Important Secrets in the “Medication Sheet”

Mar 01, 2017

“Man is bad or good as he unites himself with bad or good spirits: tell me with whom you go and I’ll tell you what you do.”

William Blake

Important Secrets in the “Medication Sheet”

TISA Description of the Problem: Consultation and liaison work poses many unique difficulties. Time constraints are almost always tight and, unfortunately, the staff person who requested the consult is often not on the unit at the time one has appeared to do the consult. Fortunately, there is always a valuable resource available as the tip below emphasizes.

Tip: When I am asked to see a patient on the medical unit for the first time, before even looking at the chart, I check the medication sheet. There are more mistakes found on that sheet that can cause harm to the patient than any other area I have found in 24 years of practice. For example: patients suffering with dementia are often given benzodiazepines like they are candy, a practice that frequently causes the patients to become significantly worse.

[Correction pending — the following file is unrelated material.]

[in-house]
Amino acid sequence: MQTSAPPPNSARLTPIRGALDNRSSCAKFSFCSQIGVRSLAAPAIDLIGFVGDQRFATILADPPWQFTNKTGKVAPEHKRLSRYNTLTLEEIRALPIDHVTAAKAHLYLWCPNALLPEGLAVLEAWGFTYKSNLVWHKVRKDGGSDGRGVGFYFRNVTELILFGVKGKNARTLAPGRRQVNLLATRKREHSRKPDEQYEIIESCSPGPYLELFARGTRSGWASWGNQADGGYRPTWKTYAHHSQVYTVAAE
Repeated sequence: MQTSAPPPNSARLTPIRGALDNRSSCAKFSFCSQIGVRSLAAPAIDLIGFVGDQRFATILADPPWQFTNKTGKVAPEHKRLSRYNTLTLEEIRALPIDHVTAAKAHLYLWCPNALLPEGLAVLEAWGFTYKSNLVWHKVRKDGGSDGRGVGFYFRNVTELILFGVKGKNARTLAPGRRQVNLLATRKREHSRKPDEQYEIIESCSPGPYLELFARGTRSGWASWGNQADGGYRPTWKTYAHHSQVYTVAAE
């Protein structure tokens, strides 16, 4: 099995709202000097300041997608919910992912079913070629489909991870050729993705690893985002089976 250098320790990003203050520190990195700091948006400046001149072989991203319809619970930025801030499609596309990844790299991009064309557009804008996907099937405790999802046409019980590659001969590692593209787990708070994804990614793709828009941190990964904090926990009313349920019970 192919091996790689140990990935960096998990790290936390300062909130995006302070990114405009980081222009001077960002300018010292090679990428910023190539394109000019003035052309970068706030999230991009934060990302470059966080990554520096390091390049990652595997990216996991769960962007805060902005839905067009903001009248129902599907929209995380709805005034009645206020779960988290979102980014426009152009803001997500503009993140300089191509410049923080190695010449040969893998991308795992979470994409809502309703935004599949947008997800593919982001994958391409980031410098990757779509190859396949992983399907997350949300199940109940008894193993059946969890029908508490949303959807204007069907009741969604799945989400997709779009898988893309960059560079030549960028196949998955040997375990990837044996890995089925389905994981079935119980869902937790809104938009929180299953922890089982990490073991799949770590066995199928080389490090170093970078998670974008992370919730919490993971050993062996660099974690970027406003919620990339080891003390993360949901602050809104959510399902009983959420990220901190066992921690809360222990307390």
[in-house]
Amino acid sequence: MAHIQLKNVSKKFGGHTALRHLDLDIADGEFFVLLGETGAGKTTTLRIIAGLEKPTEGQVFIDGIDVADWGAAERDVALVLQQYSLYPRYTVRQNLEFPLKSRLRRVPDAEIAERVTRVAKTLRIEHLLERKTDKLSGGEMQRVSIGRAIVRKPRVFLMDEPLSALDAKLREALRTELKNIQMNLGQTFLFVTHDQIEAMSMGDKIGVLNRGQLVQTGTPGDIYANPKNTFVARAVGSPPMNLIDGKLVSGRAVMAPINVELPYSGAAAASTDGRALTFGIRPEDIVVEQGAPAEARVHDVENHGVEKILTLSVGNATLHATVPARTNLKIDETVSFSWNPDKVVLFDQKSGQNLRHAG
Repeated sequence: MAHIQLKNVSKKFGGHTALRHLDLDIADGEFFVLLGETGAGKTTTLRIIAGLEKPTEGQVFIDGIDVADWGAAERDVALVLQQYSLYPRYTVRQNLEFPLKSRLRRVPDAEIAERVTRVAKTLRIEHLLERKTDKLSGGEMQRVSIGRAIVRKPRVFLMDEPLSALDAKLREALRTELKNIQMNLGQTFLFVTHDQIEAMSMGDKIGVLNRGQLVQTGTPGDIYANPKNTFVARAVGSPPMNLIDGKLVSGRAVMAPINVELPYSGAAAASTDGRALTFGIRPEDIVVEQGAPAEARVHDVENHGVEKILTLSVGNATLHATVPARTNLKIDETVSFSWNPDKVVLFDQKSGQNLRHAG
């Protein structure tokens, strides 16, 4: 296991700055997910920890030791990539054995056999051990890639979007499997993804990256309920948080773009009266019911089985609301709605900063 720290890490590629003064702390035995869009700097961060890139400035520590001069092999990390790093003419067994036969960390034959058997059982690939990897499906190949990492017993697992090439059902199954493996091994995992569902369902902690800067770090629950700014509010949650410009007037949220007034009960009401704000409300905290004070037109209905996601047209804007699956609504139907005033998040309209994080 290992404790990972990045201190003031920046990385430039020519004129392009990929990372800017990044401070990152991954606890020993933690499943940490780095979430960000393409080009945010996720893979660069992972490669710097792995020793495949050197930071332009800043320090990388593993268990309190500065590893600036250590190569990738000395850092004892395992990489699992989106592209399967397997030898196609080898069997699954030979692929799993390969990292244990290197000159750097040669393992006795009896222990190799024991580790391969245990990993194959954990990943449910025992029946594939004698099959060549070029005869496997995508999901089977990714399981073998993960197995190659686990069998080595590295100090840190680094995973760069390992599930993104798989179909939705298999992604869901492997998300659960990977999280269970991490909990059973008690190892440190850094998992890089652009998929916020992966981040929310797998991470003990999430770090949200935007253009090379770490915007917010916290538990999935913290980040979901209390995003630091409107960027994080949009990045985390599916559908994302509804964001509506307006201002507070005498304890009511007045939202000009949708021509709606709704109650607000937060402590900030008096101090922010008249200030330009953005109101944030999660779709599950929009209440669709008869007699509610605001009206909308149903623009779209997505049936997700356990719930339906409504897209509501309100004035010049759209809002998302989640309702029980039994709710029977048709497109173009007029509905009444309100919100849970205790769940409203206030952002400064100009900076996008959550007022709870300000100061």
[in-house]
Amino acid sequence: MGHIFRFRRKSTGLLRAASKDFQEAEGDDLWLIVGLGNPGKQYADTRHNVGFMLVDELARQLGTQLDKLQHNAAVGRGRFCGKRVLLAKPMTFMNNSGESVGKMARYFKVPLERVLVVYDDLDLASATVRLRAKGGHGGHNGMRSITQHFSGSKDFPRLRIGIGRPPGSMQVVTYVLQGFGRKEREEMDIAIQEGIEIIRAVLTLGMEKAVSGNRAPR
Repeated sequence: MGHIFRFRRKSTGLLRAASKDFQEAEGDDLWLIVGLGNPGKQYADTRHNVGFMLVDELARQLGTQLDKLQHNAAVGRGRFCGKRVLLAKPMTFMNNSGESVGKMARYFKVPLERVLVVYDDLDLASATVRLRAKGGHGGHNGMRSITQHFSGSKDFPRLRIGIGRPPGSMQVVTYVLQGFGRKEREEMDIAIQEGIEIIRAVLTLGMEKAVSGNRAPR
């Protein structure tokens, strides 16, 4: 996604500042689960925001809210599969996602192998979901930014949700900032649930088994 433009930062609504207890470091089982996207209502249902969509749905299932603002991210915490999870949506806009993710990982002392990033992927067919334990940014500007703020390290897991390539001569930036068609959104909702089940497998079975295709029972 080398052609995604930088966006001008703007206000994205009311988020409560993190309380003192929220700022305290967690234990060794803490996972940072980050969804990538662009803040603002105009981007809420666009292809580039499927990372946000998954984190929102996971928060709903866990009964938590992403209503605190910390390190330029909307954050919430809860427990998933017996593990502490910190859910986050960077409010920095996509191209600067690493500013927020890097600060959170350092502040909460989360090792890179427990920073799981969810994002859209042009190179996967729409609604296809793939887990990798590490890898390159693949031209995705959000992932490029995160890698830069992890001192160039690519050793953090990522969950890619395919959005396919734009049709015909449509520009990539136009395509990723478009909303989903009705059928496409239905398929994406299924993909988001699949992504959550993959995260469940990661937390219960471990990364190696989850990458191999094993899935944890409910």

TISA Follow-up: The importance of carefully reviewing the patient’s current hospital records, as described in the excellent tip above, has sometimes been called “interviewing the chart”. Along the same lines, when asked to provide consultation concerning the risk of suicide or violence, the chart can once again prove to be invaluable. In particular, it is useful to review the nursing notes over the previous several weeks. Nurses often detail comments made by the patient that are suggestive of suicidal or violent intent, as well as documenting transient periods of agitation or delirium that may predispose the patient towards such dangerous behaviors. Keep in mind that about 7% of suicides in the U.S. occur in hospitals.

Tip provided by:

Michael Alan Landau, M.D.
Kaiser Permanente
Bellflower, California

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Of preventing suicide and teaching clinical interviewing